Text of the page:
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What is a lotus birth?

Michelle Maffei is a freelance copywriter covering a variety of topics both online and in print, from parenting to beauty and more. Combining her two favorite loves, writing and motherhood, she has found joy in even the most challenging ...

Delayed cord severance

You want your baby's grand entrance into the world to be smooth and stress free, but is opting to cut the cord doing more harm than good? The practice of leaving the cord and placenta attached after birth is gaining popularity with parents looking for a gentler approach to childbirth, but extended-delayed cord severance may not be the best choice for those with a delicate constitution. So before you decide whether or not umbilical nonseverance is for you, find out: What is a lotus birth?

Lotus birth basics

The practice of extended-delayed cord severance, or rather, leaving the cord and placenta attached to your newborn after birth, is coined a lotus birth. Without clamping or cutting the cord, the lifelines are cared for and dry up naturally, while kept close to your baby until it falls off over time. Some parents opt to wrap the cord in a silk ribbon up to the baby's belly and gently wrap the placenta in a cloth or bag until it dries and detaches from your pride and joy, often between three to 10 days postpartum. However, the cord dries substantially within hours after birth, clamping itself naturally.

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Benefits of a lotus birth

Although spirituality can be cited as the greatest purposes of umbilical nonseverance and leaving the placenta attached to your youngster, many argue that dodging cord-cutting actually puts less stress on your brand new baby. It is also argued that more blood cells are transferred to your baby postpartum that would otherwise be lost when the connection is severed right after birth.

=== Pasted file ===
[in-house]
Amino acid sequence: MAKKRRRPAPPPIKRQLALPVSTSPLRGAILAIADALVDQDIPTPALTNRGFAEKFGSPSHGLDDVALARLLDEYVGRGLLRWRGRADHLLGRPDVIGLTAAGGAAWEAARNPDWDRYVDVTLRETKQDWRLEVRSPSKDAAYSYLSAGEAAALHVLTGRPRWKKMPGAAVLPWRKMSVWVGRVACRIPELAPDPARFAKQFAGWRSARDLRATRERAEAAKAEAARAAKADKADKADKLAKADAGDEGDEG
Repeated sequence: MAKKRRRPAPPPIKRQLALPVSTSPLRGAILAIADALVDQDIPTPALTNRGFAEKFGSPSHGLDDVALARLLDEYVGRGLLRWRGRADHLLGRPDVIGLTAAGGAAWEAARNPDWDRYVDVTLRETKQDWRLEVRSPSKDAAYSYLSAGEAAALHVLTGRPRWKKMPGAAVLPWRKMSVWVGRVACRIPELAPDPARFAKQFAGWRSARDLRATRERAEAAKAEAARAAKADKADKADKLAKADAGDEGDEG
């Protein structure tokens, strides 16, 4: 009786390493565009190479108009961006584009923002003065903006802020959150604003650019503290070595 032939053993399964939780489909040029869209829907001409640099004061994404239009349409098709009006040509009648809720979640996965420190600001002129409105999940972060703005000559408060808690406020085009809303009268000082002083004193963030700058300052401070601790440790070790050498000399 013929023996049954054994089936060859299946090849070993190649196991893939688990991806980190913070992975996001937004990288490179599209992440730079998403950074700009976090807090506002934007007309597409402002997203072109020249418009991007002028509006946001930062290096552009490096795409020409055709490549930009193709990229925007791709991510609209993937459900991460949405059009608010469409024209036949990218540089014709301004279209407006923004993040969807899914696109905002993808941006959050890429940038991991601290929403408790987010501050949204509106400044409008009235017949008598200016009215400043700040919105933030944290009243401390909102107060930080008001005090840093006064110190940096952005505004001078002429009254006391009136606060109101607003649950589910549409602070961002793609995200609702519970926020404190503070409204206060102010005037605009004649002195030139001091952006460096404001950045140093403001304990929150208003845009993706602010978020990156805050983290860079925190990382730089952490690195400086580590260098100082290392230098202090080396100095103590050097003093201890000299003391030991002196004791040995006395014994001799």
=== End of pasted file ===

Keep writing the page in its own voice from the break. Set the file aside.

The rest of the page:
However, the benefits aren't always medical. "Our seventh child was our first experience with lotus birth," shares Paula Freesoulbeing, Mothercultureone.com. "We were amazed to see such a connection between our son and his placenta. The experience enriched the babymoon period, bringing about within each family member, a deeper appreciation for the essence of nature itself."

And, Mary Ceallaigh, certified yoga teacher and birth consultant, Lotus Fertility, agrees. "One of the biggest benefits I've noticed attending and consulting on lotus births is during the postpartum experience. Parents are more tuned into the baby, focusing on the baby, placenta and mother as a whole unit. And, the presence of the placenta prompts postpartum moms to rest more, leading to a greater attachment and connection between parents and their newborn."

Care of the placenta

According to LotusFertility.com, as soon as it is delivered, the placenta is kept at the same level as your newborn to aid in the transfusion of blood and hormones to your little one. During the first hours of bonding, the placenta is wrapped in a soft cloth near you and your newborn. Ultimately, the placenta is placed in a special bowl or wrapped in a special cloth or bag after it is rinsed and preserved with herbs and sea salt to aid in drying and to minimize odor. Then, the placenta is kept close to you and your baby and cared for daily until it dries and detaches from your baby. Just remember to let the air do its job and avoid covering it with plastic.

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Once you understand what a lotus birth entails, it's important to note that your bundle of joy has to be free of any potential infections, cord ruptures or damage to the placenta to avoid cutting the cord. However, for mommy-to-bes who appreciate the benefits of leaving the cord attached after birth but are worried about the placenta taking center stage during the first days of your newborn's life, you may want to consider delayed cord clamping — you still gain the important benefits of the first hours of a lotus birth and still focus all of your energy on bonding with your brand new baby.

Read more birthing options

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Planning a home birth: It's not just for hippies anymore
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